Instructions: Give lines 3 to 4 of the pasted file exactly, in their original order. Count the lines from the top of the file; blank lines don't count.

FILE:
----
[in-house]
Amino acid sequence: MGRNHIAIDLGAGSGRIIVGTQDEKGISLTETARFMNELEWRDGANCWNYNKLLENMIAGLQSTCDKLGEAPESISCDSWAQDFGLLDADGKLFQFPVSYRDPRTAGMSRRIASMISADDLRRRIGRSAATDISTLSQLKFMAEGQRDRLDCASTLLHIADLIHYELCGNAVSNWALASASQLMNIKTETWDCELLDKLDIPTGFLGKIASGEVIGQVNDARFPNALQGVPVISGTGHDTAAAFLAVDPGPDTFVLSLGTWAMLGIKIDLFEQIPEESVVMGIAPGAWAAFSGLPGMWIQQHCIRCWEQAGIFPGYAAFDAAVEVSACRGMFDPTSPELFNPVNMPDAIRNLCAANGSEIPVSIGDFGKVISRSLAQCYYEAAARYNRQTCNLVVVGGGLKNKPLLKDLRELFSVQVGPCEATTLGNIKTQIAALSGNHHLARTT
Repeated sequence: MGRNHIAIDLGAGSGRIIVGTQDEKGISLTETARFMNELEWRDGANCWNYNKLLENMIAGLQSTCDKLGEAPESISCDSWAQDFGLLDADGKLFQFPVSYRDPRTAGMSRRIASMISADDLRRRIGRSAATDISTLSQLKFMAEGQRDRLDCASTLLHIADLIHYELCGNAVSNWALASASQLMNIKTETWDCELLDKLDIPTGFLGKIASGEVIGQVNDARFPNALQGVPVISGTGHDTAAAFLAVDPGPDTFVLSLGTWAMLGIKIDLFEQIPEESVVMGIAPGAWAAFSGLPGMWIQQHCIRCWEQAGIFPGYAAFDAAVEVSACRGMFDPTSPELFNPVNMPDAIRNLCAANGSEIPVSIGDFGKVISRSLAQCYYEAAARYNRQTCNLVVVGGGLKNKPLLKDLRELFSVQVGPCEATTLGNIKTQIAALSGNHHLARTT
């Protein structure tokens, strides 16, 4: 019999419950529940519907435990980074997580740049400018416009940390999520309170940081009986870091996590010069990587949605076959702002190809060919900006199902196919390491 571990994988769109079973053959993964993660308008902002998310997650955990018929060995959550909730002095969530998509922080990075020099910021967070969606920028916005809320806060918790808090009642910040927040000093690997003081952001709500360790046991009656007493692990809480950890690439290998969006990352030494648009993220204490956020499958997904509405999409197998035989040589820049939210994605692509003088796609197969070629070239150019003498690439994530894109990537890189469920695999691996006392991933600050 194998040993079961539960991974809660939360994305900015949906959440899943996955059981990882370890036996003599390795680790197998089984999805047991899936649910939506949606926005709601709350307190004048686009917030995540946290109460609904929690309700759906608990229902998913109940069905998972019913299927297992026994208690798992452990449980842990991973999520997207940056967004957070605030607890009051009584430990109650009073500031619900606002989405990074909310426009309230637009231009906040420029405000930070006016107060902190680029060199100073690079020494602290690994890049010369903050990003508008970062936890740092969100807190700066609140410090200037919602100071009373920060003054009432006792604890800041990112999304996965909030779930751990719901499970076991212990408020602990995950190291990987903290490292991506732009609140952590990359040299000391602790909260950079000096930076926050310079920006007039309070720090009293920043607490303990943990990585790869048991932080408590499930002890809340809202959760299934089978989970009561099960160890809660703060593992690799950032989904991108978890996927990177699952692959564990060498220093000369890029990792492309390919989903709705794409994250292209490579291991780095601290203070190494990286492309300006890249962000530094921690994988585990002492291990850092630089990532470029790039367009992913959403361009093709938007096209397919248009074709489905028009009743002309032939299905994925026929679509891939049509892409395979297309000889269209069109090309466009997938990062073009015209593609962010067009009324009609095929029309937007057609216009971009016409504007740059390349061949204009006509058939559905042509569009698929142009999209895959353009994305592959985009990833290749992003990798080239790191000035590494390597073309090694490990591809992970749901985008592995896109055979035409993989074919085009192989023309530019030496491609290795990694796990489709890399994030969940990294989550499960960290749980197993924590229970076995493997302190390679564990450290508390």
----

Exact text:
Repeated sequence: MGRNHIAIDLGAGSGRIIVGTQDEKGISLTETARFMNELEWRDGANCWNYNKLLENMIAGLQSTCDKLGEAPESISCDSWAQDFGLLDADGKLFQFPVSYRDPRTAGMSRRIASMISADDLRRRIGRSAATDISTLSQLKFMAEGQRDRLDCASTLLHIADLIHYELCGNAVSNWALASASQLMNIKTETWDCELLDKLDIPTGFLGKIASGEVIGQVNDARFPNALQGVPVISGTGHDTAAAFLAVDPGPDTFVLSLGTWAMLGIKIDLFEQIPEESVVMGIAPGAWAAFSGLPGMWIQQHCIRCWEQAGIFPGYAAFDAAVEVSACRGMFDPTSPELFNPVNMPDAIRNLCAANGSEIPVSIGDFGKVISRSLAQCYYEAAARYNRQTCNLVVVGGGLKNKPLLKDLRELFSVQVGPCEATTLGNIKTQIAALSGNHHLARTT
């Protein structure tokens, strides 16, 4: 019999419950529940519907435990980074997580740049400018416009940390999520309170940081009986870091996590010069990587949605076959702002190809060919900006199902196919390491 571990994988769109079973053959993964993660308008902002998310997650955990018929060995959550909730002095969530998509922080990075020099910021967070969606920028916005809320806060918790808090009642910040927040000093690997003081952001709500360790046991009656007493692990809480950890690439290998969006990352030494648009993220204490956020499958997904509405999409197998035989040589820049939210994605692509003088796609197969070629070239150019003498690439994530894109990537890189469920695999691996006392991933600050 194998040993079961539960991974809660939360994305900015949906959440899943996955059981990882370890036996003599390795680790197998089984999805047991899936649910939506949606926005709601709350307190004048686009917030995540946290109460609904929690309700759906608990229902998913109940069905998972019913299927297992026994208690798992452990449980842990991973999520997207940056967004957070605030607890009051009584430990109650009073500031619900606002989405990074909310426009309230637009231009906040420029405000930070006016107060902190680029060199100073690079020494602290690994890049010369903050990003508008970062936890740092969100807190700066609140410090200037919602100071009373920060003054009432006792604890800041990112999304996965909030779930751990719901499970076991212990408020602990995950190291990987903290490292991506732009609140952590990359040299000391602790909260950079000096930076926050310079920006007039309070720090009293920043607490303990943990990585790869048991932080408590499930002890809340809202959760299934089978989970009561099960160890809660703060593992690799950032989904991108978890996927990177699952692959564990060498220093000369890029990792492309390919989903709705794409994250292209490579291991780095601290203070190494990286492309300006890249962000530094921690994988585990002492291990850092630089990532470029790039367009992913959403361009093709938007096209397919248009074709489905028009009743002309032939299905994925026929679509891939049509892409395979297309000889269209069109090309466009997938990062073009015209593609962010067009009324009609095929029309937007057609216009971009016409504007740059390349061949204009006509058939559905042509569009698929142009999209895959353009994305592959985009990833290749992003990798080239790191000035590494390597073309090694490990591809992970749901985008592995896109055979035409993989074919085009192989023309530019030496491609290795990694796990489709890399994030969940990294989550499960960290749980197993924590229970076995493997302190390679564990450290508390």